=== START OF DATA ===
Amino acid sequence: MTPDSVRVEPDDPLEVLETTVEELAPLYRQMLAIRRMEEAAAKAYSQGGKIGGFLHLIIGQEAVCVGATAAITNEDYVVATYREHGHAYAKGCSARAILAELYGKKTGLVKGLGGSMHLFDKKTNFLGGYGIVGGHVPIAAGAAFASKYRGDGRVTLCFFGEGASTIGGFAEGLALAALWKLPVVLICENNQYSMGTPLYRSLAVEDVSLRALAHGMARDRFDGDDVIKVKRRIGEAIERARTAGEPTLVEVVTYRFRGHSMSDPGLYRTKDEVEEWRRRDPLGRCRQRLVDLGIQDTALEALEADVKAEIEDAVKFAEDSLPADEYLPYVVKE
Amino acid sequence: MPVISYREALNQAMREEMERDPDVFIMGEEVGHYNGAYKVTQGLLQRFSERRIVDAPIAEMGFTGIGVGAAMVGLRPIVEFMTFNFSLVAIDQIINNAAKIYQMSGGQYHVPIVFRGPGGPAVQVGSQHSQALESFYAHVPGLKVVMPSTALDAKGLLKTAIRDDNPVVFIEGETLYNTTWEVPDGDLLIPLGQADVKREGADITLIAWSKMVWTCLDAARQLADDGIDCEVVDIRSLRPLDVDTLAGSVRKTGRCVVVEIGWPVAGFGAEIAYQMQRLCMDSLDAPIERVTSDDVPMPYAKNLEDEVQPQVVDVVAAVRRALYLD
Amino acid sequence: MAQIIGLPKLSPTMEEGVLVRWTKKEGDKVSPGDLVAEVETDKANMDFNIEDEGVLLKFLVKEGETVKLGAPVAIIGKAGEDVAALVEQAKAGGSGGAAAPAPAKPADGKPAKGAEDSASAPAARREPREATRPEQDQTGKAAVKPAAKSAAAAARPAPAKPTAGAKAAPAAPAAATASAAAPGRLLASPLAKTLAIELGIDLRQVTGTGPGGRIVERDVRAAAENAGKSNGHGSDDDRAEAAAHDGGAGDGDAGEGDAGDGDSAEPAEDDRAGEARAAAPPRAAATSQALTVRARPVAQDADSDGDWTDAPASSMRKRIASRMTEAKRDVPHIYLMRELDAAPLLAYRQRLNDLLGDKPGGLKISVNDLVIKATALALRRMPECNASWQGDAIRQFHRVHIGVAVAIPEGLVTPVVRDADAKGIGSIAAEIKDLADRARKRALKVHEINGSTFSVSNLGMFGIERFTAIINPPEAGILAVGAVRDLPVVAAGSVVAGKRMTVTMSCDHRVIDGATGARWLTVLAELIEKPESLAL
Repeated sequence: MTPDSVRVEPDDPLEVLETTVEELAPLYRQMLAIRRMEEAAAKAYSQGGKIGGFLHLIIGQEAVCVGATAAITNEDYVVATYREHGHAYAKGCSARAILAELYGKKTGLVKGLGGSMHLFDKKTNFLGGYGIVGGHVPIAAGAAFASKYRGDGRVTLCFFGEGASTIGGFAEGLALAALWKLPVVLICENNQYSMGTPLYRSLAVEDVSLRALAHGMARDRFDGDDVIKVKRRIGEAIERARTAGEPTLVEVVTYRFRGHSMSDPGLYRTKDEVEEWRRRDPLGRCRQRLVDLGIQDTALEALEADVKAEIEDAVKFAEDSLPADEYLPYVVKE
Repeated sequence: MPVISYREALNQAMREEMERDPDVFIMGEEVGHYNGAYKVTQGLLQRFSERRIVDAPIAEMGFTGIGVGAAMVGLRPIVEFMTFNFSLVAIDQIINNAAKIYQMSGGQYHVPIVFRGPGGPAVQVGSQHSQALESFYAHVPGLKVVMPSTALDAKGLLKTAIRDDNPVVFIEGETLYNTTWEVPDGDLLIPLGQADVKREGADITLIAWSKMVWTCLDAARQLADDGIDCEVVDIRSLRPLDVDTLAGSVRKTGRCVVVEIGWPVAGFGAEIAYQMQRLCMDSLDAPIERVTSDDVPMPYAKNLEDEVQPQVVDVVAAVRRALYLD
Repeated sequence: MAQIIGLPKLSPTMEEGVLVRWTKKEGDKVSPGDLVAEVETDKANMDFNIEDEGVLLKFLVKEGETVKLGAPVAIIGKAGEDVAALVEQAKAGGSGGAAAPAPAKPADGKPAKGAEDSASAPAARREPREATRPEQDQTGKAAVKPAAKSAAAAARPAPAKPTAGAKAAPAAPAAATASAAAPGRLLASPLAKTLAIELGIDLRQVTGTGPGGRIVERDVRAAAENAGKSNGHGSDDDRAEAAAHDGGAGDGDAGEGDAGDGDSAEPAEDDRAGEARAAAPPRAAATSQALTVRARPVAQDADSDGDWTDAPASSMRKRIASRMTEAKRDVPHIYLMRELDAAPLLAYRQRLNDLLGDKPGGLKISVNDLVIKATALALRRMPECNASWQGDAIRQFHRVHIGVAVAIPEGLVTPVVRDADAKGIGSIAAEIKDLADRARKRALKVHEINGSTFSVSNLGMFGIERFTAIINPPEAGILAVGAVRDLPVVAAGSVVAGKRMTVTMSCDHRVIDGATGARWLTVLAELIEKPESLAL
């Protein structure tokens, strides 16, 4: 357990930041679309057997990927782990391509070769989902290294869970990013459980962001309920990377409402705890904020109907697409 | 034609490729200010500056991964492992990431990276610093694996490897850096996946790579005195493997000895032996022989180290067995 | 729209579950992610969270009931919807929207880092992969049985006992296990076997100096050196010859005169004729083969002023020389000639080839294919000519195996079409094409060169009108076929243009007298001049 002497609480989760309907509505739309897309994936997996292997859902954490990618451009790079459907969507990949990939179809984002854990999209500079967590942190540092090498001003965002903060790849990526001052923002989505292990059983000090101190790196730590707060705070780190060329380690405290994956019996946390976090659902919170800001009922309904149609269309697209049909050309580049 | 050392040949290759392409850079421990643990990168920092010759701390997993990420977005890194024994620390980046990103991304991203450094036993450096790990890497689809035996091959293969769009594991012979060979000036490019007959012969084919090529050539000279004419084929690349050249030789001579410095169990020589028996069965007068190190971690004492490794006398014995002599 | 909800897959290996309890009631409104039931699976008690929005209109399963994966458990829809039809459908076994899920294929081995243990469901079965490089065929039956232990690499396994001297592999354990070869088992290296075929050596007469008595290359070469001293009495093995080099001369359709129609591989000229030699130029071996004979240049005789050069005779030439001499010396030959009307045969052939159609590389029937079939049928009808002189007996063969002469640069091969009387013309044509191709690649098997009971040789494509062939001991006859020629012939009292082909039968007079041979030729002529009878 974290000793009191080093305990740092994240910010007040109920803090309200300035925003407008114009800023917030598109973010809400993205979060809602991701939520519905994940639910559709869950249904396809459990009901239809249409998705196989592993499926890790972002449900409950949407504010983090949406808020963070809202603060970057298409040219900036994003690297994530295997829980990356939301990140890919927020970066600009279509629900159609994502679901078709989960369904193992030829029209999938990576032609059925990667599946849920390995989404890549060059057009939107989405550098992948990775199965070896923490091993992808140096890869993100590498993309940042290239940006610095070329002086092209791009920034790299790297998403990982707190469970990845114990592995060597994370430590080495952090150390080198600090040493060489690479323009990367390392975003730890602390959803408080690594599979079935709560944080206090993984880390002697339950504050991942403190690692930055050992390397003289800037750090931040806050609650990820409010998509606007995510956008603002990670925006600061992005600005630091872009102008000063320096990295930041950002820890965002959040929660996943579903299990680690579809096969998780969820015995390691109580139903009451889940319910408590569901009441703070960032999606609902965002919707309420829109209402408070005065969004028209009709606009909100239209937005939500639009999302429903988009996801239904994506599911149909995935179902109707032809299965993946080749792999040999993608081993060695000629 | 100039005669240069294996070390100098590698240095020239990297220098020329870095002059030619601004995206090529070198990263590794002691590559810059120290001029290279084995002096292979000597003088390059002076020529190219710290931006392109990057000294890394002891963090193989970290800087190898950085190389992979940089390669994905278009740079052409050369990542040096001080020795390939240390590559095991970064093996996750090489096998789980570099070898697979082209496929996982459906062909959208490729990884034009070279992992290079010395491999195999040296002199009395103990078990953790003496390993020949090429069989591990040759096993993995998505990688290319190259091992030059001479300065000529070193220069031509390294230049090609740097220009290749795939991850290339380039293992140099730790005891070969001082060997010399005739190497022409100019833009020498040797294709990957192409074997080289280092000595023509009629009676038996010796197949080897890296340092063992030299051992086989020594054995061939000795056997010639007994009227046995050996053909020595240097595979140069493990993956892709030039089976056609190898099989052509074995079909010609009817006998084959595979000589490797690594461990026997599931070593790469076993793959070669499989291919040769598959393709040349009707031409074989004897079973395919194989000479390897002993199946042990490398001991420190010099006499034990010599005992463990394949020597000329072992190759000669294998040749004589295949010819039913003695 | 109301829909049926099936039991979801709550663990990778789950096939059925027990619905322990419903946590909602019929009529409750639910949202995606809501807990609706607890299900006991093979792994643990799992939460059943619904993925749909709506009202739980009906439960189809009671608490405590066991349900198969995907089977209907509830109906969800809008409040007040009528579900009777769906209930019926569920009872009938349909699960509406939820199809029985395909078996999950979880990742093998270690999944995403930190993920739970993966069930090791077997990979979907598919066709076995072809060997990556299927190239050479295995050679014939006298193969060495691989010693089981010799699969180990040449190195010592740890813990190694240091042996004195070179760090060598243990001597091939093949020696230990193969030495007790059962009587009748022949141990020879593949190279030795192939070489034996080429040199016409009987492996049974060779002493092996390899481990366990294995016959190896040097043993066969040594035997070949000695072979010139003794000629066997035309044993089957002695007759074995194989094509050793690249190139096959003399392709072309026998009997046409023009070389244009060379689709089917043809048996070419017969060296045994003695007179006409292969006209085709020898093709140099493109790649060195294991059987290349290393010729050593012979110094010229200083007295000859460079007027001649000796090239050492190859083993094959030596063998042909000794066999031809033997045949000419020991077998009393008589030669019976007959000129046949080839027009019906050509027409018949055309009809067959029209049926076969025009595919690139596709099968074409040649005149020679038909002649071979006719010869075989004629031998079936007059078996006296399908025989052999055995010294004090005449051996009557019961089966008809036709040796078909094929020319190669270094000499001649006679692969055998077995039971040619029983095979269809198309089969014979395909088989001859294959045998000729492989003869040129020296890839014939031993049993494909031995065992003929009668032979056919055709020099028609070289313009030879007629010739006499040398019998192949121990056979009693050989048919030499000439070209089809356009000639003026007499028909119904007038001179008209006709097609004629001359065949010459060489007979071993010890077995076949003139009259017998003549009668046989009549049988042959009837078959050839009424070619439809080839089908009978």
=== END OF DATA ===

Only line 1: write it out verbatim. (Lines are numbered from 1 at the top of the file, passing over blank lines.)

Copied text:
Amino acid sequence: MTPDSVRVEPDDPLEVLETTVEELAPLYRQMLAIRRMEEAAAKAYSQGGKIGGFLHLIIGQEAVCVGATAAITNEDYVVATYREHGHAYAKGCSARAILAELYGKKTGLVKGLGGSMHLFDKKTNFLGGYGIVGGHVPIAAGAAFASKYRGDGRVTLCFFGEGASTIGGFAEGLALAALWKLPVVLICENNQYSMGTPLYRSLAVEDVSLRALAHGMARDRFDGDDVIKVKRRIGEAIERARTAGEPTLVEVVTYRFRGHSMSDPGLYRTKDEVEEWRRRDPLGRCRQRLVDLGIQDTALEALEADVKAEIEDAVKFAEDSLPADEYLPYVVKE